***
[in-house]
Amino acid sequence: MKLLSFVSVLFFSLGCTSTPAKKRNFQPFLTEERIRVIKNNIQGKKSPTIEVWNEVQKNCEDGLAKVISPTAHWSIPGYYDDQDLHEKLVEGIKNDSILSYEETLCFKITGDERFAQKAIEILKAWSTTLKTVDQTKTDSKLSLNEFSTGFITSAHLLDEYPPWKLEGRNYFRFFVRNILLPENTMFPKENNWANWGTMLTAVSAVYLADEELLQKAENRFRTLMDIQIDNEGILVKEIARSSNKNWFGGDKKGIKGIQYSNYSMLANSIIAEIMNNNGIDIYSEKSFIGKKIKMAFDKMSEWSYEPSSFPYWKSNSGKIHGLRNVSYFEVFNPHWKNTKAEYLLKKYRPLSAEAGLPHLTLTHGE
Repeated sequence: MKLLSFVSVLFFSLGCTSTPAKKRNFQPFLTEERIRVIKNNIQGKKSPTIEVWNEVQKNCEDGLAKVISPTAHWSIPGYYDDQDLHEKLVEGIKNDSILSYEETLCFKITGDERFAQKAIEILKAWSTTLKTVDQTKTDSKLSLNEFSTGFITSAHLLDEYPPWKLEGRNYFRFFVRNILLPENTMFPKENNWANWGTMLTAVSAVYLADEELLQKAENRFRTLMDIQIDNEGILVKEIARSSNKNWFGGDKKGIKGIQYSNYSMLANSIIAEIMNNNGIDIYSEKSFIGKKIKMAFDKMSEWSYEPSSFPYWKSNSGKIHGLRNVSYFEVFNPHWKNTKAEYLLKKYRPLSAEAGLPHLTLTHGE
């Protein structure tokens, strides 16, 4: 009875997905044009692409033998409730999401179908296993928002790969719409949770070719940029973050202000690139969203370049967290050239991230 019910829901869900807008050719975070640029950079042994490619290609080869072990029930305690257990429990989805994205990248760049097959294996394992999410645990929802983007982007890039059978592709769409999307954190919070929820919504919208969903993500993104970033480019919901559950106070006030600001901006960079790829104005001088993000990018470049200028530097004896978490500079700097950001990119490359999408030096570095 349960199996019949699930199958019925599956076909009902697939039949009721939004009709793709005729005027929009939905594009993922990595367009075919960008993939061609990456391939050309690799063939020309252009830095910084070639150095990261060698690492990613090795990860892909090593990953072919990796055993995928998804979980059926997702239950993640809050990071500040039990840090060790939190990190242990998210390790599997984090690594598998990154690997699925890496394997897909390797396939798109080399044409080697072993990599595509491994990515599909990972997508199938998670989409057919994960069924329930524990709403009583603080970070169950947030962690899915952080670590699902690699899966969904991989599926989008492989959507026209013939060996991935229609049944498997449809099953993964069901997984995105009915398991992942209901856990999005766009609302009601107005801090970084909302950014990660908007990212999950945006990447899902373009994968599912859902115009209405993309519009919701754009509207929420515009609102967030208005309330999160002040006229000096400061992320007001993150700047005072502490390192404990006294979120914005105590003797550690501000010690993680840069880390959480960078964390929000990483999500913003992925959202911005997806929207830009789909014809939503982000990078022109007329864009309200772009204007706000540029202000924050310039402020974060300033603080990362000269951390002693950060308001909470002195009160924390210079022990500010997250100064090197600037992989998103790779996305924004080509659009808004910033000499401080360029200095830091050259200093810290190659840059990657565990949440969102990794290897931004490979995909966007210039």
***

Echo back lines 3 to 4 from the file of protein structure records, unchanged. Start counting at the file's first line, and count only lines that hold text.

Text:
Repeated sequence: MKLLSFVSVLFFSLGCTSTPAKKRNFQPFLTEERIRVIKNNIQGKKSPTIEVWNEVQKNCEDGLAKVISPTAHWSIPGYYDDQDLHEKLVEGIKNDSILSYEETLCFKITGDERFAQKAIEILKAWSTTLKTVDQTKTDSKLSLNEFSTGFITSAHLLDEYPPWKLEGRNYFRFFVRNILLPENTMFPKENNWANWGTMLTAVSAVYLADEELLQKAENRFRTLMDIQIDNEGILVKEIARSSNKNWFGGDKKGIKGIQYSNYSMLANSIIAEIMNNNGIDIYSEKSFIGKKIKMAFDKMSEWSYEPSSFPYWKSNSGKIHGLRNVSYFEVFNPHWKNTKAEYLLKKYRPLSAEAGLPHLTLTHGE
């Protein structure tokens, strides 16, 4: 009875997905044009692409033998409730999401179908296993928002790969719409949770070719940029973050202000690139969203370049967290050239991230 019910829901869900807008050719975070640029950079042994490619290609080869072990029930305690257990429990989805994205990248760049097959294996394992999410645990929802983007982007890039059978592709769409999307954190919070929820919504919208969903993500993104970033480019919901559950106070006030600001901006960079790829104005001088993000990018470049200028530097004896978490500079700097950001990119490359999408030096570095 349960199996019949699930199958019925599956076909009902697939039949009721939004009709793709005729005027929009939905594009993922990595367009075919960008993939061609990456391939050309690799063939020309252009830095910084070639150095990261060698690492990613090795990860892909090593990953072919990796055993995928998804979980059926997702239950993640809050990071500040039990840090060790939190990190242990998210390790599997984090690594598998990154690997699925890496394997897909390797396939798109080399044409080697072993990599595509491994990515599909990972997508199938998670989409057919994960069924329930524990709403009583603080970070169950947030962690899915952080670590699902690699899966969904991989599926989008492989959507026209013939060996991935229609049944498997449809099953993964069901997984995105009915398991992942209901856990999005766009609302009601107005801090970084909302950014990660908007990212999950945006990447899902373009994968599912859902115009209405993309519009919701754009509207929420515009609102967030208005309330999160002040006229000096400061992320007001993150700047005072502490390192404990006294979120914005105590003797550690501000010690993680840069880390959480960078964390929000990483999500913003992925959202911005997806929207830009789909014809939503982000990078022109007329864009309200772009204007706000540029202000924050310039402020974060300033603080990362000269951390002693950060308001909470002195009160924390210079022990500010997250100064090197600037992989998103790779996305924004080509659009808004910033000499401080360029200095830091050259200093810290190659840059990657565990949440969102990794290897931004490979995909966007210039």